Redemptorists of Australia and New Zealand

Australia, New Zealand and Samoa

Province of Oceania

Bringing Good News to the World

The Media and the Mediator

Anthony Kelly CSsR

A dominant sign of the times is the communications revolution.  The development of digital media has wired the world into a vast system of connections.  With this new ability, human beings communicate so as to co-exist in ways beyond the experience and even the imagination of their ancestors.  Our presence to one another has dissolved former limits of time and space. Indeed, the natural range of our senses has been electronically extended. 

Consequently, the immediate environment of our lives has changed: the micro-chip, the satellite, the cloud make our living space pulse with a million potential messages, to vibrate with new possibilities of being in touch.  Our lives are now waves in a vast ocean of new influences. A revolution has occurred; and the world as we have known it is now held in a net of communication.  Either as observers or participants, we are all being drawn into one human history.  Previous expectations and forms of meeting, contacting, learning and entertainment are yielding to other kinds of access to the point where human invention has re-shaped the world, and our embodied co-existence within it.  There is, we might say, a new ecology in our planetary co-existence.

The information revolution in storing, communicating and processing all kinds of data means that we have access to so much more recorded experience.  That can be the source of power—by acquiring new capacities for information in quantity and quality, and by opening new channels of communication in the first place.  There results a new feeling of unity: we are connected.

But new questions stir.  What is this new information?  What is its source? Who controls it? To what purpose? The situation becomes extremely complex when this communication breakthrough is leaving traditional forms of wisdom tongue-tied.  Satellites are propelled into space to circle our world with new bands of communication, internet comes on line, publishers deliberate on the future of the book, librarians wonder what a future library will look like, and educationalists try to imagine what will constitute a school of the future. 

Even for military strategists, gaining control over the enemy's communication system as far more potent than an armoured regiment.  Without communication, the command of planes, tanks, missiles is blind, and the modern army lumbers in ineffectual confusion.  So also in the global economy: billions of dollars change hands in an instant, so that it never clear in any given moment who owns what: not even the taxation office can keep track of that.

When information becomes a commodity, how does that affect the mind and heart?  How is the very nature of human thought, culture, politics and commerce changed? Could the tsunami of information become a massive distraction from the pursuit of truth and cause serious thinking to drown? The social barrage of brilliant images can replace the core reality of personal integrity and creativity.  If the power to communicate falls into the wrong hands, the “global village” is in fact masking the reality of a global slum. The complex ecology of human culture is flattened into drab consumerist uniformity of envy and covetousness.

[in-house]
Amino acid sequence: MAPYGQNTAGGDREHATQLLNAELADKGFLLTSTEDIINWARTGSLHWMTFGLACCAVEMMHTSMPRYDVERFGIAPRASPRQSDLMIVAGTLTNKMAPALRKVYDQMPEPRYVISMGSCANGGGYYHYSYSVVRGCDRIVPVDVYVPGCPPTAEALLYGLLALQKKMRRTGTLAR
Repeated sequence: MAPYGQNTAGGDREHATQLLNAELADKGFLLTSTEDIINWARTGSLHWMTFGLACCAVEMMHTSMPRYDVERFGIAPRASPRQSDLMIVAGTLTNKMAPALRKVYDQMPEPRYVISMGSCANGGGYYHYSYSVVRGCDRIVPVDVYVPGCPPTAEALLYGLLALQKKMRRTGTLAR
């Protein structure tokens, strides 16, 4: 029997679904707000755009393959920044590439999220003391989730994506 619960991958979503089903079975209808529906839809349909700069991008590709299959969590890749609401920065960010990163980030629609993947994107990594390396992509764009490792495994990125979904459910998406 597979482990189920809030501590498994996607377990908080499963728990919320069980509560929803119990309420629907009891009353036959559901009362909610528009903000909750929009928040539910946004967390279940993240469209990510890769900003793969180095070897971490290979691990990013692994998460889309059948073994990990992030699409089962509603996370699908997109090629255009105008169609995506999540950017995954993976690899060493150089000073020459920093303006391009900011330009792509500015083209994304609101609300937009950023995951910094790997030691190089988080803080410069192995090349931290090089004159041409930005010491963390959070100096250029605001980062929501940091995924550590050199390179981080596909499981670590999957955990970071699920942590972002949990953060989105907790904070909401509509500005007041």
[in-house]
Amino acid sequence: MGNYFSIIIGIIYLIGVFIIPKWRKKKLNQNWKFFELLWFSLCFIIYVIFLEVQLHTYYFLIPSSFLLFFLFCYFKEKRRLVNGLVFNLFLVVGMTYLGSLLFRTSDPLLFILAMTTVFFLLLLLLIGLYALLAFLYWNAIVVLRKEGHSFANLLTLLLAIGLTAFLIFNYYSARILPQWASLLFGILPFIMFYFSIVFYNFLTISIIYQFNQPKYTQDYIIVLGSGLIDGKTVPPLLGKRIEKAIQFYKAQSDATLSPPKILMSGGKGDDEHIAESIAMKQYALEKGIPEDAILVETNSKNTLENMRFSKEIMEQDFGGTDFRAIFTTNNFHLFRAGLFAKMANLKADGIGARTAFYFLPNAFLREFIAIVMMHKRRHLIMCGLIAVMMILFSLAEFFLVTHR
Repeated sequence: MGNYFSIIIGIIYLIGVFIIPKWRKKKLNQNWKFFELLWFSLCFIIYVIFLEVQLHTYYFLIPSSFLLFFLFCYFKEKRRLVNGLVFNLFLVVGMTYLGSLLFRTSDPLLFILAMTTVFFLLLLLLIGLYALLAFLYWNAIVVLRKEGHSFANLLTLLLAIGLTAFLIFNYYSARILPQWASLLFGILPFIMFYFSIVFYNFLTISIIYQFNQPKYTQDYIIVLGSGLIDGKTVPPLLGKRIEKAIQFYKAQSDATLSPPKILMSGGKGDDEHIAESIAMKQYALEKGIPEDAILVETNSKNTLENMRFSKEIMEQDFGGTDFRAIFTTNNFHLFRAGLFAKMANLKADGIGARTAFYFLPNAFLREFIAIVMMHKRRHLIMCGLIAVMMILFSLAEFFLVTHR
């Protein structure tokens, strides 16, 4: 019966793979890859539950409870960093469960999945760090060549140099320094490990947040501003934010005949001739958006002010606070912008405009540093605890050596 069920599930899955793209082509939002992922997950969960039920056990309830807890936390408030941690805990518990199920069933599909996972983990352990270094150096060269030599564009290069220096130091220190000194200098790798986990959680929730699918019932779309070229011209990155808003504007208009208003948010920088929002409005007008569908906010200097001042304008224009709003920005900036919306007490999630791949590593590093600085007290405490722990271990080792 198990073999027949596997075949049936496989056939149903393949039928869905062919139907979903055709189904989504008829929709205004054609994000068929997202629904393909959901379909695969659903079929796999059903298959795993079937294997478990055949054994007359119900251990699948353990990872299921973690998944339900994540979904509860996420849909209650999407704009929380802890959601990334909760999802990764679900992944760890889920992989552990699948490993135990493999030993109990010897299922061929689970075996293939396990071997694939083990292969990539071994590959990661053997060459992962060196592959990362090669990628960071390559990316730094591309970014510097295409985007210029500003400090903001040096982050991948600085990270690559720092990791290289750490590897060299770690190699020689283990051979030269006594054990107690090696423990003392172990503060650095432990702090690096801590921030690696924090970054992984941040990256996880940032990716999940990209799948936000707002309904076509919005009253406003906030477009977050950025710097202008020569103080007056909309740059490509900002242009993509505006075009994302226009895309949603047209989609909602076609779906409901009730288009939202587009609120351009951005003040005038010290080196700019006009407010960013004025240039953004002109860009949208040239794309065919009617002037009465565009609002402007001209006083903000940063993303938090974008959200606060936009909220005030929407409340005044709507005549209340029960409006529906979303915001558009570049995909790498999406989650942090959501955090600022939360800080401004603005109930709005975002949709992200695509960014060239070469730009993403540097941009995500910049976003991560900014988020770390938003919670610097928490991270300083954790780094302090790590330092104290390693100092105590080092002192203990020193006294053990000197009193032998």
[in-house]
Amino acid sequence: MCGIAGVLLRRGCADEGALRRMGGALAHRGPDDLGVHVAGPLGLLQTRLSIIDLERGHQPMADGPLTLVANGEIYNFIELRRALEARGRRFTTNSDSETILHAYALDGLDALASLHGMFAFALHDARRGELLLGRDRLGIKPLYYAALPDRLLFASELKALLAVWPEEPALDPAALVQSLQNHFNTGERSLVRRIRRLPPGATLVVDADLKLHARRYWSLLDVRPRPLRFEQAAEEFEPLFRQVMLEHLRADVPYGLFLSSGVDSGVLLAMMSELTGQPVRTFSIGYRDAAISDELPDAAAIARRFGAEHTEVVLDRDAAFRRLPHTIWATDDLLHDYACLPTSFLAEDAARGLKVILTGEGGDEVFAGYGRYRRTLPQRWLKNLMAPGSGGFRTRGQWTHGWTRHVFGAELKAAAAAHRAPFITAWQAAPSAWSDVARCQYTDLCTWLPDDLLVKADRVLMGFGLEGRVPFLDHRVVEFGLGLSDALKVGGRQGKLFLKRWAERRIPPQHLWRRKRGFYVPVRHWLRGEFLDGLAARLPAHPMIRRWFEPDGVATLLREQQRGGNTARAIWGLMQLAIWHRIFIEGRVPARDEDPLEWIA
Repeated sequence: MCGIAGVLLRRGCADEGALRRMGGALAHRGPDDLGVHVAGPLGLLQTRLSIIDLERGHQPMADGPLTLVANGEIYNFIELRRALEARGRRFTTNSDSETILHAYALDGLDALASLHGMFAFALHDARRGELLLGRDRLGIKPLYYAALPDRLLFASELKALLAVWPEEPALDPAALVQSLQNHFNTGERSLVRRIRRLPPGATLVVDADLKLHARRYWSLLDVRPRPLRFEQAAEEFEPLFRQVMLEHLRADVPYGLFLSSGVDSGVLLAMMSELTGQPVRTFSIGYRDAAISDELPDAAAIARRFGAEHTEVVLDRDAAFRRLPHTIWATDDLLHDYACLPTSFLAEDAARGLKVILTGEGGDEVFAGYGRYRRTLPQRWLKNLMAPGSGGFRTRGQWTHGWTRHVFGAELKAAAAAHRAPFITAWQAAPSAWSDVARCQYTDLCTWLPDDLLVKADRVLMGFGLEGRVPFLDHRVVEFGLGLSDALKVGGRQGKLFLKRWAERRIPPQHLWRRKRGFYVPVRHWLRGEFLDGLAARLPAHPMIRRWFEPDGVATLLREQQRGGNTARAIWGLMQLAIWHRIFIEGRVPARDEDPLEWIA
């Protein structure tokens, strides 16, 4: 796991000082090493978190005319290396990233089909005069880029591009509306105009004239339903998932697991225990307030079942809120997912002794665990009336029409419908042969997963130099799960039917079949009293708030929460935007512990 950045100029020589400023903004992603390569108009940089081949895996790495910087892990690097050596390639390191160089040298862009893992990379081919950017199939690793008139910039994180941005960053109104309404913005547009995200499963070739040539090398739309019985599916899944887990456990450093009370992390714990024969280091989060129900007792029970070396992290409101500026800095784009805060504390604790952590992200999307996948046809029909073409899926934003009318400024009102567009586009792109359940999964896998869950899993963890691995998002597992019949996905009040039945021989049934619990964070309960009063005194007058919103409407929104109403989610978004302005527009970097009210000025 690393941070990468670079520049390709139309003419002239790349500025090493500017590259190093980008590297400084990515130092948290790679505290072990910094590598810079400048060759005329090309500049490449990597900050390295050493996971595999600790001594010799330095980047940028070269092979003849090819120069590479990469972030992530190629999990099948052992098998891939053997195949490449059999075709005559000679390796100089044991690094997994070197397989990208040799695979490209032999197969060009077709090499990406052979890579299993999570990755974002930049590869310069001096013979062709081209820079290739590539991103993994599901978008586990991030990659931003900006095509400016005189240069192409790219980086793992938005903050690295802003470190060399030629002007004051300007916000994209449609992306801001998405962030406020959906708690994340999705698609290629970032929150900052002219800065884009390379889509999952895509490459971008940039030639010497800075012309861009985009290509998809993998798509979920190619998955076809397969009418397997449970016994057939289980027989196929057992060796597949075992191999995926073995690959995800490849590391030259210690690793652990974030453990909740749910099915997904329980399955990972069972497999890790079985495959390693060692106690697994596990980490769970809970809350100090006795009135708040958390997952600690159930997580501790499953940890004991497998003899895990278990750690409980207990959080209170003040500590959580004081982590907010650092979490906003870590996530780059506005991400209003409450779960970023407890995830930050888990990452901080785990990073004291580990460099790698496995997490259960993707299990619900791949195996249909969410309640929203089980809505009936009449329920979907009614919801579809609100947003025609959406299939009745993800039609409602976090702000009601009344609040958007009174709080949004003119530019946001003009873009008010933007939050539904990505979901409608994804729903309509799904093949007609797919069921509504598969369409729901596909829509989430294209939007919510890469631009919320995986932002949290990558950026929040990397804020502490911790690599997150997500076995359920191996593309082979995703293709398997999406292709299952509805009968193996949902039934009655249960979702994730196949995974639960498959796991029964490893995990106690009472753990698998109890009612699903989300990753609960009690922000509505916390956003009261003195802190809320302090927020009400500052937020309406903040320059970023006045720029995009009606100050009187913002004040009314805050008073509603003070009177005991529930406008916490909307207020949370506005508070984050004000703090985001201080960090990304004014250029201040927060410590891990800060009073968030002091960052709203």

If the power to communicate falls into the wrong hands, the “global village” is in fact masking the reality of a global slum. The complex ecology of human culture is flattened into drab consumerist uniformity of envy and covetousness.

A new form of education is demanded in those working with the enormous power of modern communications, and if society is to avail themselves itself new possibilities without being lost in an information overload  In a world teeming with images, signals, information, advertising and propaganda, what is real?  Where is wisdom to be found?

At such a critical switch in human culture, the role of the Church is crucial as a blessing, steadying and redemptive influence.  After all, the Church derives from a limitless mystery of communication—the Gospel preached to all nations and cultures.  God’s communication in Truth and Love in is the living source of all communications in the world of creation. 

In its familiarity with such original communication, the consciousnes of the Church is alive to many levels of communication and employs the great metaphors of mediation.  For it lives in a rich world of communion and communication through words, symbols, gestures, icons, sacraments, incarnation, and divine indwelling—realities intimately possessed but never fully comprehended: 'Eye has not seen, nor ear heard nor the human conceived what God has prepared for those who love him' (1 Cor 2: 9). 

As the oldest institution in Western civilisation, and as one most invested in positive communication, the Church lives with the memory of many cultures.  It is already a global process of communication.  With its vision and concern, it is well positioned, not only to profit from, but also to contribute to this new world of communication in a positive and redemptive manner.